UNLV scientists on cutting edge of energy transmission research

UNLV scientists are on the cutting edge of energy transmission research.
Published: Aug. 25, 2022 at 11:50 PM PDT
Email This Link
Share on Pinterest
Share on LinkedIn

LAS VEGAS, Nev. (FOX5) - UNLV physics is on the cutting edge of energy research. The groundbreaking work they are doing now could one day help solve the nation’s energy crisis. The Nevada Extreme Conditions Lab at the school is moving the ball forward, getting closer every day to creating a way to send energy from one point to another with no loss of power.

“We are on the precipice of the massive discovery that is going to transform the global energy economy,” asserted Keith Lawler, Assistant Director of the Nevada Extreme Conditions Laboratory.

They are making breakthroughs in superconductivity, the ability to conduct electricity with no resistance.

“Resistance is when you run current through a wire, it will heat up on you,” Lawler explained. That results in a loss of energy in things like power lines.

“About five percent of our transmission of power across lines every year is lost to this resistance, is lost to this heat, and that comes out to about 30 billion dollars of excess,” Lawler revealed.

The team at UNLV aims to create a new material, one that doesn’t generate heat, known as a superconductor. They made a breakthrough in 2020.

“We were part of a team that proved the room temperature conductivity was even capable of being done... For a long-time, people were debating if it was even possible,” Lawler shared. Now the scientists have made another jump forward.

“It’s the gift that keeps on giving,” said Lawler. The UNLV team has reproduced the feat, chemically synthesizing a mix of carbon, sulfur, and hydrogen, at the lowest pressure ever recorded.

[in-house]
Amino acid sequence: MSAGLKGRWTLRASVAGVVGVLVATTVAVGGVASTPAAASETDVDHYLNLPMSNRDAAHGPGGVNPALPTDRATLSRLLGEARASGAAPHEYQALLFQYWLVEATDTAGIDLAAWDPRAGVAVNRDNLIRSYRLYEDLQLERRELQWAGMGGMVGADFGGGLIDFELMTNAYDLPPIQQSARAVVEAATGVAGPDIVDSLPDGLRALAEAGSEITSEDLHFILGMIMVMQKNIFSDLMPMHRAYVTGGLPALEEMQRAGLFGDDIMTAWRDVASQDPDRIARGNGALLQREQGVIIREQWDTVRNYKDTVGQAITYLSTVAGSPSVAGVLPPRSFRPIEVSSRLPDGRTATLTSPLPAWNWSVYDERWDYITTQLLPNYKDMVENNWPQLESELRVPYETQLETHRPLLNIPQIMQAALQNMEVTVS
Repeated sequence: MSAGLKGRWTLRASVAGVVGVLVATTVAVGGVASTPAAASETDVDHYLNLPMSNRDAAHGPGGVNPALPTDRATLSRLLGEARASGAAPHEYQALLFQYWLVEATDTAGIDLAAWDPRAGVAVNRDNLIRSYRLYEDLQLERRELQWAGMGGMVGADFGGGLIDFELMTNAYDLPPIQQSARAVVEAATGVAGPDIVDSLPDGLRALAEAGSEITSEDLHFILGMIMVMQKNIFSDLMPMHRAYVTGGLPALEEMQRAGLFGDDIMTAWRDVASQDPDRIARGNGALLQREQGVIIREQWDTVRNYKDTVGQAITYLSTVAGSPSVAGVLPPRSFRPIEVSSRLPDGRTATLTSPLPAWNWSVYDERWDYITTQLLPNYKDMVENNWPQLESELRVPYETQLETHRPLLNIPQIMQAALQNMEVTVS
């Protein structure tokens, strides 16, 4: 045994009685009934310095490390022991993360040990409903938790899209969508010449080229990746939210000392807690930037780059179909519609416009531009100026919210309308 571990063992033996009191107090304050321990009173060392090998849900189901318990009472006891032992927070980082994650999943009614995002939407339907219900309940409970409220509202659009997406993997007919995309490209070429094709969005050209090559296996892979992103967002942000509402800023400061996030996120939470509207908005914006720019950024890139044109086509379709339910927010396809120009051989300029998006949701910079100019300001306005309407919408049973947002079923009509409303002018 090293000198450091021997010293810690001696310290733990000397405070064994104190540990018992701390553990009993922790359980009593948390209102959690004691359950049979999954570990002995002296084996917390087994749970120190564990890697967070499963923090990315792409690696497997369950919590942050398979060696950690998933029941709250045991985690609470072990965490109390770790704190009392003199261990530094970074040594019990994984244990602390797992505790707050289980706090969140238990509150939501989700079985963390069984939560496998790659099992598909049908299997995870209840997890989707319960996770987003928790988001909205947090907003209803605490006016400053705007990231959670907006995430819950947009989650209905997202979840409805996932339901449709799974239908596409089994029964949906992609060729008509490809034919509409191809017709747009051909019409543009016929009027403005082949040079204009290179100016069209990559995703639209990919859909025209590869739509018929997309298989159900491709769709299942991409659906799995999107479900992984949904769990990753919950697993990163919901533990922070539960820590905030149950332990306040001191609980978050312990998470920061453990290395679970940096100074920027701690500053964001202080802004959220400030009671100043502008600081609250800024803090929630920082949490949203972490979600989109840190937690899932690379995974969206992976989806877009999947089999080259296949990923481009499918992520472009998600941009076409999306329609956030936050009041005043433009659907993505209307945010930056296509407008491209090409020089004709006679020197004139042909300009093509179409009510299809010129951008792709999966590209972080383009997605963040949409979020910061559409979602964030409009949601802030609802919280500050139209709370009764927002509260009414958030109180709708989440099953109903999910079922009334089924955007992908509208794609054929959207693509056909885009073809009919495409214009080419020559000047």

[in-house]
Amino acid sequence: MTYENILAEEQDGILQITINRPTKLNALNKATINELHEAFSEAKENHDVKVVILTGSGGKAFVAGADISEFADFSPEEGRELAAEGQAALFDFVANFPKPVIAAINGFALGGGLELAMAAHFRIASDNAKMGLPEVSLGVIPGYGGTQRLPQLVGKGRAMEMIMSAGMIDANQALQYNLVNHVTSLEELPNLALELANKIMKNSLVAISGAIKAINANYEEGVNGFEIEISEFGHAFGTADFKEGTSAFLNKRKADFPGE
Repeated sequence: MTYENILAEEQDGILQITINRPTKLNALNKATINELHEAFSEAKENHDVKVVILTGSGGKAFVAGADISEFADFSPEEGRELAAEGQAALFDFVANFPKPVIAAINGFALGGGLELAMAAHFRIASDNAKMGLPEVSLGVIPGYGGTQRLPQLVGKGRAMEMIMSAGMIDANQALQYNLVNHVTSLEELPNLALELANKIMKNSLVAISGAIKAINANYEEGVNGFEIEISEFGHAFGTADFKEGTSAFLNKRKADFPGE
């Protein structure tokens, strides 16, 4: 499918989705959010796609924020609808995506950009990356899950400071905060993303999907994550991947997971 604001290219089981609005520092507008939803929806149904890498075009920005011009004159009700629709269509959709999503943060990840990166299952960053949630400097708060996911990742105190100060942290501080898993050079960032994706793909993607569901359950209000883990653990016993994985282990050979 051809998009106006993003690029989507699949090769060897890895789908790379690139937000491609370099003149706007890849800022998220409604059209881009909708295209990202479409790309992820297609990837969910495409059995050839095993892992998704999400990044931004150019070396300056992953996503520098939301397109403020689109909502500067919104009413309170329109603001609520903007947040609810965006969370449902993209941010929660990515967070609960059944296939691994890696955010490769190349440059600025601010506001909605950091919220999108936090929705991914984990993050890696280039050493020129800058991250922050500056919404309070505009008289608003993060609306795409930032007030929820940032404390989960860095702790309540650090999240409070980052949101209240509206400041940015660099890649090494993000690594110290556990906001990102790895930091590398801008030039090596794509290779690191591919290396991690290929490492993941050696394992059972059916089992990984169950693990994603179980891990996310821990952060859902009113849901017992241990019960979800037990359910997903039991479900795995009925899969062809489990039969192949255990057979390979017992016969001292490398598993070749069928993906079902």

“The largest naturally occurring pressure at the bottom of the Mariana Trench is about .1 GPA, we sometimes work on hundreds of GPAs,” stated UNLV Graduate Student Alexander Smith. Smith explained their research is tedious and time-consuming work.

“Our samples are maybe a tenth of the thickness of a human hair… and hundreds of hours... We work if we are awake,” Smith said. The material being created now could one day revolutionize how energy is transported.

“If you think of like a puzzle, we have got all the corners and we have got the edges in place now and now we just have to put together and see what the final picture is,” Lawler contended.

When the puzzle is complete, green energy produced in Southern Nevada with solar could be transmitted across the country, possibly even the world.

“For the Department of Energy, a room temperature superconductor is the holy grail of energy efficiency… We are very close to making this a reality,” Lawler stated.

Not only could the work being done at UNLV revolutionize how energy, people, and goods are transported, it could change how everyday tech devices from laptops to MRI machines are powered.